Alternating Pressure Overlay for Prevention of Intraoperative Pressure Injury.
Joseph J, McLaughlin D, Darian V, Hayes L, Siddiqui A. Alternating Pressure Overlay for Prevention of Intraoperative Pressure Injury.. Journal of wound, ostomy, and continence nursing 2019; 46(1):13-17.
Journal of wound, ostomy, and continence nursing
PURPOSE: The purpose of this study was to evaluate the effect of a low-profile alternating pressure (AP) overlay system on hospital-acquired pressure injuries (HAPIs).
DESIGN: Prospective case series with historical controls.
SUBJECTS AND SETTING: The study setting was the operating room and critical care unit of an urban quaternary care hospital in the Midwestern United States. One hundred neurosurgery patients undergoing surgery for 2 hours or longer in supine position were included in the study (AP group). The outcomes for the AP group were compared to a historical control group of 292 patients.
METHODS: A group of 100 patients were prospectively placed on the AP overlay during surgery. Participants were enrolled preoperatively and tracked by the research team during their hospital stay. Demographic data, details of the operation, and pressure injury risk factors were recorded. Following surgery, AP group patients were evaluated daily and continued on standard protocol for pressure injury prevention. The primary study outcome was HAPI rate during the perioperative period (up to 5 days postsurgery) for the AP group (plus standard of care) compared to the standard of care alone (historical control). Control group data were extracted from electronic health records for the prior 2 years. A written questionnaire was given to the care team that used the AP technology; items queried the degree of acceptance of the overlay by surgeons and the operating room and intensive care unit (ICU) staff.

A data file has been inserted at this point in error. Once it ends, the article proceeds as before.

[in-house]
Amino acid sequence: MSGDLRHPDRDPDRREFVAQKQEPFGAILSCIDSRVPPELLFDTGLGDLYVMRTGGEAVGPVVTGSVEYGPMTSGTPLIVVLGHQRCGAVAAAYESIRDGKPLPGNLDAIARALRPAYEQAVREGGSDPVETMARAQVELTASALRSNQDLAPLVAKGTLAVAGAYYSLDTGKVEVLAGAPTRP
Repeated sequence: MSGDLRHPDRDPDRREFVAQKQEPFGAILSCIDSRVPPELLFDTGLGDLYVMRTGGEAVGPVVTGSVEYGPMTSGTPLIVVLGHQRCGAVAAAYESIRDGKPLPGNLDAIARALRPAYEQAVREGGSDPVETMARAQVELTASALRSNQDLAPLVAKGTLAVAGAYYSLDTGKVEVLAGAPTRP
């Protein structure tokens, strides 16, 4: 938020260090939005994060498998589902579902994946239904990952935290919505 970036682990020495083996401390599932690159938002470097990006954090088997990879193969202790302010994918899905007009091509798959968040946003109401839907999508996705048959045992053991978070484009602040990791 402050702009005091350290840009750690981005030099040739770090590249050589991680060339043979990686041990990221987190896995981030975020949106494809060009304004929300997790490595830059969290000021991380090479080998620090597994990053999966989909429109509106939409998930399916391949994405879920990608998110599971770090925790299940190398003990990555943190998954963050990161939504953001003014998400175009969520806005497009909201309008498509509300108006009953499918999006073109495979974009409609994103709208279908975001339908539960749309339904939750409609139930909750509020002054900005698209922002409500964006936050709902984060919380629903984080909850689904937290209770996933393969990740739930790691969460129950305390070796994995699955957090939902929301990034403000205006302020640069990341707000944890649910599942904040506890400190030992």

RESULTS: None of the patients in the AP group developed perioperative pressure injuries. Review of historical control group revealed a 6% perioperative pressure injury incidence (18 pressure injuries in a group of 292 patients). Responses on the written questionnaire indicated that the AP technology was well accepted by surgeons and the operating room and ICU staff. There were no adverse events.
CONCLUSIONS: Study findings suggest that AP overlay system can safely and reliably be used during neurological surgeries. Findings further suggest that using the AP product may improve outcomes with respect to perioperative HAPIs, including patients deemed at high risk for pressure injury development. Further studies are underway to evaluate the use of this AP overlay system beyond the operating room for more comprehensive care.